Following the recent announcement of the audit of all PERM cases filed by Fragomen, largest immigration law firm in the nation. A new set of rules was issued by DOL on the role of Lawyers following the PERM process.
The Department has long held the view that good faith recruitment requires that an employer’s process for considering U.S. workers who respond to certification-related recruitment closely resembles the employer’s normal consideration process. In most situations, that normal process does not involve a role for an attorney or agent (as defined in 20 C.F.R. 656.3) in assessing the ability of applicants to fill the employer’s needs.
More specifically, the types of actions prohibited by 20 C.F.R. 656.10(b)(2)(i) and (ii) include:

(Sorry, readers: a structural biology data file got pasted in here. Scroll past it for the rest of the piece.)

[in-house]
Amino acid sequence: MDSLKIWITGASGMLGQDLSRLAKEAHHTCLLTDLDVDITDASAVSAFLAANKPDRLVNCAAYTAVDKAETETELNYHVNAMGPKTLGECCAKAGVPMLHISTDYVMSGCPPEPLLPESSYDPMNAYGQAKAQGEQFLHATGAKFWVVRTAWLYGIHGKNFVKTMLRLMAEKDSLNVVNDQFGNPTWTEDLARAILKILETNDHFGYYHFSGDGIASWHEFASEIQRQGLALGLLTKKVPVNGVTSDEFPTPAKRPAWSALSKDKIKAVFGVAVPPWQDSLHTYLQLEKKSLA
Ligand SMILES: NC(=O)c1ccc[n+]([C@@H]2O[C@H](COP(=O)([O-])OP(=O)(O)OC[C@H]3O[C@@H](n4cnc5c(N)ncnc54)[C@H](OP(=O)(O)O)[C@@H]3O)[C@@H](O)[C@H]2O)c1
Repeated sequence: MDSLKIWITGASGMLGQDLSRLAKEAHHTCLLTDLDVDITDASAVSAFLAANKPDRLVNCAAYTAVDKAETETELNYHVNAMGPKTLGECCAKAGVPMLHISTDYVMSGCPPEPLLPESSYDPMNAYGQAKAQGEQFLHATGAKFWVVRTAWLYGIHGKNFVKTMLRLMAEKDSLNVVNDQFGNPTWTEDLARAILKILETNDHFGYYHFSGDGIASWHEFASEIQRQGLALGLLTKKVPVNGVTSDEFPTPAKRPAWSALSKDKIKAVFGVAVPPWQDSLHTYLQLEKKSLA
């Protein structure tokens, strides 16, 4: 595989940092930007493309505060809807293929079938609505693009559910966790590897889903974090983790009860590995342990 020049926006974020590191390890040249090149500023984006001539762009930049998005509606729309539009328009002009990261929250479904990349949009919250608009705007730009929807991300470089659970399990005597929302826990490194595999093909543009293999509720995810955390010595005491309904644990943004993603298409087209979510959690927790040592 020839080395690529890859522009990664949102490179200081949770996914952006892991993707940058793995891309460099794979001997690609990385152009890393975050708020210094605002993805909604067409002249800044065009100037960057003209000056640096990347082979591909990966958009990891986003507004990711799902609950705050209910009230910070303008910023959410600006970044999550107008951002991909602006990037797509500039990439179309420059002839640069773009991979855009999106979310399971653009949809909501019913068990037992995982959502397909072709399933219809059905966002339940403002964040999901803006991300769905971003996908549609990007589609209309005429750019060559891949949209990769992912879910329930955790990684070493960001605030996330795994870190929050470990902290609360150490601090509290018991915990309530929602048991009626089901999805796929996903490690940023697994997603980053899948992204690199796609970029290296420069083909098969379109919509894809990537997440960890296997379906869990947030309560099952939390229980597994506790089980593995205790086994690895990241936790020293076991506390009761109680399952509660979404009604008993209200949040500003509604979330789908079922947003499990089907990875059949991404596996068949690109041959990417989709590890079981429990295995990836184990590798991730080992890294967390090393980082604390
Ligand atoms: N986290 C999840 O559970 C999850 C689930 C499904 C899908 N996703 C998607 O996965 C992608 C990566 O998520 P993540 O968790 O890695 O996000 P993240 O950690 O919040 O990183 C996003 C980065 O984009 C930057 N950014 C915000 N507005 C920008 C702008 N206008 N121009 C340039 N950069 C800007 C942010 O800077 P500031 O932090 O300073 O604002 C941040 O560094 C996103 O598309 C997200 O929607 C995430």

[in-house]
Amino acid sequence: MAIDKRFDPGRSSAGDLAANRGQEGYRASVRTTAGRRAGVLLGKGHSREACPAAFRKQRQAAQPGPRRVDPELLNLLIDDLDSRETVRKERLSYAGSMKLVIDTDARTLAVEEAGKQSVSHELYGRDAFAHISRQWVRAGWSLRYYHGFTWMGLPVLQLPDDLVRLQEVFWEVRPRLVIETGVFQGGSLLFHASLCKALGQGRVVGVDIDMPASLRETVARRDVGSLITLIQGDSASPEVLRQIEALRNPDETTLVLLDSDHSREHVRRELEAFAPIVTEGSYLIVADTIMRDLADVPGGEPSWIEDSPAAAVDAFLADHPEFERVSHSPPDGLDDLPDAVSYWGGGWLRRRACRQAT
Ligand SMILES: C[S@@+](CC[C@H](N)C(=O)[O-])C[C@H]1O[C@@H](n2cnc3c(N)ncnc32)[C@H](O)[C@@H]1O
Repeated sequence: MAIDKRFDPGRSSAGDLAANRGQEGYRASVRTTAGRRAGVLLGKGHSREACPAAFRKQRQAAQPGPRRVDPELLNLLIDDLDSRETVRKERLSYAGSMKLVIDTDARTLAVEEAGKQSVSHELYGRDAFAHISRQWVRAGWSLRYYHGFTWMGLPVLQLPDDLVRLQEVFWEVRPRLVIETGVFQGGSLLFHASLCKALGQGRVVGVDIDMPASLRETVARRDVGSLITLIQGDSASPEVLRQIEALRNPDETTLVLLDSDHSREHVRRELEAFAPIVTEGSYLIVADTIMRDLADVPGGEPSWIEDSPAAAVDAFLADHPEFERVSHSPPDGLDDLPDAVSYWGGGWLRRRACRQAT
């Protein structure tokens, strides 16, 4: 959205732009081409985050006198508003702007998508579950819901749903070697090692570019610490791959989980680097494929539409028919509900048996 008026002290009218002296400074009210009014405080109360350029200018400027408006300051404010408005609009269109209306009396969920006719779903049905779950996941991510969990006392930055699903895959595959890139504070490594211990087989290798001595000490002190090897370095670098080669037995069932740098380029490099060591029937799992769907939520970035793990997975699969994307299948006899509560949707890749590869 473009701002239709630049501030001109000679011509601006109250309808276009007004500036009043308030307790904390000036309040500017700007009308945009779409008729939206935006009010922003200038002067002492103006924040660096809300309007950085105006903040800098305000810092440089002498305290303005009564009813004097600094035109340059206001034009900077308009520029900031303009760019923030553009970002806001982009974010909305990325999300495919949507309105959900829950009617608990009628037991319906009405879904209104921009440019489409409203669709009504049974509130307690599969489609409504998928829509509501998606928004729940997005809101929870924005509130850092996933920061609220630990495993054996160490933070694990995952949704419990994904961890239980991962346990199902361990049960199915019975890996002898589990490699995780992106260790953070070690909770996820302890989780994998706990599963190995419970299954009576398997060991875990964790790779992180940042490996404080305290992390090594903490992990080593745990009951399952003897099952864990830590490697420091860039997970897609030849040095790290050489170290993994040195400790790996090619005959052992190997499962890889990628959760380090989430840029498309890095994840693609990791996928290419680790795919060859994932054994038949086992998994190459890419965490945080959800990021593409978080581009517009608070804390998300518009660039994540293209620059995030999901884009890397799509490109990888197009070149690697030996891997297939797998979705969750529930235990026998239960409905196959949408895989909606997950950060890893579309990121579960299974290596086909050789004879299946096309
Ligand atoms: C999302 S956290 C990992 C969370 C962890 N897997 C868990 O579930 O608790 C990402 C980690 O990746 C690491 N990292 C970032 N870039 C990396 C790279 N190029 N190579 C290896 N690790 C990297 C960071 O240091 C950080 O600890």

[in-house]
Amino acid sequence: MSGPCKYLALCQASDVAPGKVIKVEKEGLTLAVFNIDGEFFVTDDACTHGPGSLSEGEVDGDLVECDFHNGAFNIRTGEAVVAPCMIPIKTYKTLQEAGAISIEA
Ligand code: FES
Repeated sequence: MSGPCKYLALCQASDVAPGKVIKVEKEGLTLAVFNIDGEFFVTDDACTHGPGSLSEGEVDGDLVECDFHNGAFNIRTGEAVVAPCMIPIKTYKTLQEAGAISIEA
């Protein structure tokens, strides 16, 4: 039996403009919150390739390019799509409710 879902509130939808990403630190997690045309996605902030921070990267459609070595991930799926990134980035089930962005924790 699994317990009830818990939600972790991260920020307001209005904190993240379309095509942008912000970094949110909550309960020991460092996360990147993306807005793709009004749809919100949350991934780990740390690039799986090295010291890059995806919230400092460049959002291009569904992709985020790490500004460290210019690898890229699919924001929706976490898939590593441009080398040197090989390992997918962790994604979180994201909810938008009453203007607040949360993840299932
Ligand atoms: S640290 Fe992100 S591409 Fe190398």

Lawyers may not conduct any preliminary screening of applications before the employer does so, unless the attorney or agent is the representative of the employer who routinely performs this function for positions for which labor certifications are not filed.
Attorneys and agents may not participate in the interviewing of U.S. worker applicants, unless the attorney or agent is the representative of the employer who routinely performs this function.
Under no circumstances, however, should an attorney or agent seek to dissuade an employer from its initial determination that a particular applicant is minimally qualified, able, willing and available for the position in question.
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